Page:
Author(s): Suzuki T, Sugimoto M, Koyama H, Mashimo T, Uchida I
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Abstract BACKGROUND: Methylprednisolone, dexamethasone, and other glucocorticoids have been found effective against nausea and vomiting induced by chemotherapy and surgery. Although the specific 5-hydroxytriptamine3 (5-HT3) receptor antagonists such as ondansetron and ramosetron are used as antiemetics, reports show that the use of 5-HT3 receptor antagonists with some glucocorticoids brings additional effects. Glucocorticoids are reported to be antiemetic. The effect of glucocorticoids on 5-HT3 receptor, however, has not been well characterized. This study was designed to examine whether dexamethasone and methylprednisolone had direct effects on human-cloned 5-HT3A receptor expressed in Xenopus oocytes. METHODS: Homomeric human-cloned 5-HT3A receptor was expressed in Xenopus oocytes. The authors used the two-electrode voltage-clamping technique to study the effect of methylprednisolone and dexamethasone on 5-HT-induced current. RESULTS: Both dexamethasone and methylprednisolone concentration-dependently attenuated 5-HT-induced current. Dexamethasone inhibited 2 microm 5-HT-induced current, which was equivalent to EC30 concentration for 5-HT3A receptor, with an inhibitory concentration 50\% of 5.29 +/- 1.02 microm. Methylprednisolone inhibited 2 microm 5-HT-induced current with an inhibitory concentration 50\% of 1.07 +/- 0.15 mm. The mode of inhibition with either dexamethasone or methylprednisolone was noncompetitive and voltage-independent. When administered together with the 5-HT3 receptor antagonists, ramosetron or metoclopramide, both glucocorticoids showed an additive effect on 5-HT3 receptor. CONCLUSION: The glucocorticoids had a direct inhibitory effect on 5-HT3 receptors. The combined effect of glucocorticoids and the 5-HT3 receptor antagonists seems additive.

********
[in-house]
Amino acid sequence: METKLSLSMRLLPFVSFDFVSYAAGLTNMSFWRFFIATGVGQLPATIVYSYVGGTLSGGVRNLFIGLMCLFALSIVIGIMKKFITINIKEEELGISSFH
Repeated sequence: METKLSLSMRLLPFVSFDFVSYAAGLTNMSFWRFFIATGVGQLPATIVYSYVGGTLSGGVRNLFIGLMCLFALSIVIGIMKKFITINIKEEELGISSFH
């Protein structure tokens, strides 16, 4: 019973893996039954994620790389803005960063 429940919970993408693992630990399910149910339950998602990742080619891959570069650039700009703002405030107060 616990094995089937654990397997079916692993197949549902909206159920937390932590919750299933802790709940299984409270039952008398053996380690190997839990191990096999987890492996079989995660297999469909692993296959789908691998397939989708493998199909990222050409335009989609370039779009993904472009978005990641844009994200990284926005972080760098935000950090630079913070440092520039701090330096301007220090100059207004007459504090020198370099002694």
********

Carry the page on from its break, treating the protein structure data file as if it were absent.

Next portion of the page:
This article was published in Anesthesiology
and referenced in Journal of Pain & Relief